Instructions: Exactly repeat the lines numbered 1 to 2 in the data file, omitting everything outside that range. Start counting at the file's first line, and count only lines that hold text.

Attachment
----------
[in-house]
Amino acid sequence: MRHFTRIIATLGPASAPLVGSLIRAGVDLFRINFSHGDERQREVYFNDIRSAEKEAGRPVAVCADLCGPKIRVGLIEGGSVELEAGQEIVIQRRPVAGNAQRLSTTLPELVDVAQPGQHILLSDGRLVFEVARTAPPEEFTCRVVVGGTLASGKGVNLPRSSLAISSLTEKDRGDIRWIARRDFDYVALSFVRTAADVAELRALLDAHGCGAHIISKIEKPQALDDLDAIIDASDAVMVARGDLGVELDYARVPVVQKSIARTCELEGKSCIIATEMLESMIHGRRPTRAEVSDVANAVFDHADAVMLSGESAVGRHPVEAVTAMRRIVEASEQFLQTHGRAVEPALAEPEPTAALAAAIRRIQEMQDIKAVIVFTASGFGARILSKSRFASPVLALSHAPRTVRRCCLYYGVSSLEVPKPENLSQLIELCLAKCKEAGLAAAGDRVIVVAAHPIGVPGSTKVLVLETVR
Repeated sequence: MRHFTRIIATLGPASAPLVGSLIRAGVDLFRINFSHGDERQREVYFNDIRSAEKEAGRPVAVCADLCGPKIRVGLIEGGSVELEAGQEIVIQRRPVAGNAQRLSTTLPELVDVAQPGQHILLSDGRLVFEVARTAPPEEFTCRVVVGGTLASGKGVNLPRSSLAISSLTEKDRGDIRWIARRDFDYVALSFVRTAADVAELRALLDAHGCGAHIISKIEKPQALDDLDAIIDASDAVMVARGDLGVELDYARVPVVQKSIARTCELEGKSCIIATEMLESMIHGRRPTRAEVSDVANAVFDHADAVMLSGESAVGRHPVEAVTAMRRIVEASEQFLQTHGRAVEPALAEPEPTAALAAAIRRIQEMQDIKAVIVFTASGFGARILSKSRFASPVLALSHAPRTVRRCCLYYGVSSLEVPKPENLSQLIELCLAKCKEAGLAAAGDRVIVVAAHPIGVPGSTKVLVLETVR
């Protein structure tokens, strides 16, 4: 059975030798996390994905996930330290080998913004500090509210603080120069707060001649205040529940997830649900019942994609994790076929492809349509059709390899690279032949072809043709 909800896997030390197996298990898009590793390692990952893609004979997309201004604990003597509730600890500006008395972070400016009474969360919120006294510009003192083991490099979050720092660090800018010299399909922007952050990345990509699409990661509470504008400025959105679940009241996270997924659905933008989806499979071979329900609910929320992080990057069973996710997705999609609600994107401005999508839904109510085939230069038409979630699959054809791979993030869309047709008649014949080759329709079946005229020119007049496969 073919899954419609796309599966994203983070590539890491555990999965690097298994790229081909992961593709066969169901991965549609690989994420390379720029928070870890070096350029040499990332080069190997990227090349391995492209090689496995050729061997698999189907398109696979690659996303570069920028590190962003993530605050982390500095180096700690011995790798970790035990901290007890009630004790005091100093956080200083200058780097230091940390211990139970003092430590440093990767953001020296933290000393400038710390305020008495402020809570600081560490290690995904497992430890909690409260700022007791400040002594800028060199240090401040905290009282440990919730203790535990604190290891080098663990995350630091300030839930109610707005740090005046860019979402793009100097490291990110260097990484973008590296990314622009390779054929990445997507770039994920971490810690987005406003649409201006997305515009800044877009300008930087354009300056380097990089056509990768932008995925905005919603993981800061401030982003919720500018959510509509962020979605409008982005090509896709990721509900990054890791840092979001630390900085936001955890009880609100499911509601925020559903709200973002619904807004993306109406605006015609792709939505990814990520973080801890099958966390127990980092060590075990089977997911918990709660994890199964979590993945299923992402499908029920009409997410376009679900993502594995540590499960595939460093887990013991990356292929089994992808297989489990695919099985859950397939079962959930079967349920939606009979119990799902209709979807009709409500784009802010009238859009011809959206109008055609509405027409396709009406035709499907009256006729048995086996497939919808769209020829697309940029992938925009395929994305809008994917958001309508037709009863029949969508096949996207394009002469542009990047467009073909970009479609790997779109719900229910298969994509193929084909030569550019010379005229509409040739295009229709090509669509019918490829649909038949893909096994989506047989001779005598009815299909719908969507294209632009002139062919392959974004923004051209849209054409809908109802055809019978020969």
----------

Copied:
[in-house]
Amino acid sequence: MRHFTRIIATLGPASAPLVGSLIRAGVDLFRINFSHGDERQREVYFNDIRSAEKEAGRPVAVCADLCGPKIRVGLIEGGSVELEAGQEIVIQRRPVAGNAQRLSTTLPELVDVAQPGQHILLSDGRLVFEVARTAPPEEFTCRVVVGGTLASGKGVNLPRSSLAISSLTEKDRGDIRWIARRDFDYVALSFVRTAADVAELRALLDAHGCGAHIISKIEKPQALDDLDAIIDASDAVMVARGDLGVELDYARVPVVQKSIARTCELEGKSCIIATEMLESMIHGRRPTRAEVSDVANAVFDHADAVMLSGESAVGRHPVEAVTAMRRIVEASEQFLQTHGRAVEPALAEPEPTAALAAAIRRIQEMQDIKAVIVFTASGFGARILSKSRFASPVLALSHAPRTVRRCCLYYGVSSLEVPKPENLSQLIELCLAKCKEAGLAAAGDRVIVVAAHPIGVPGSTKVLVLETVR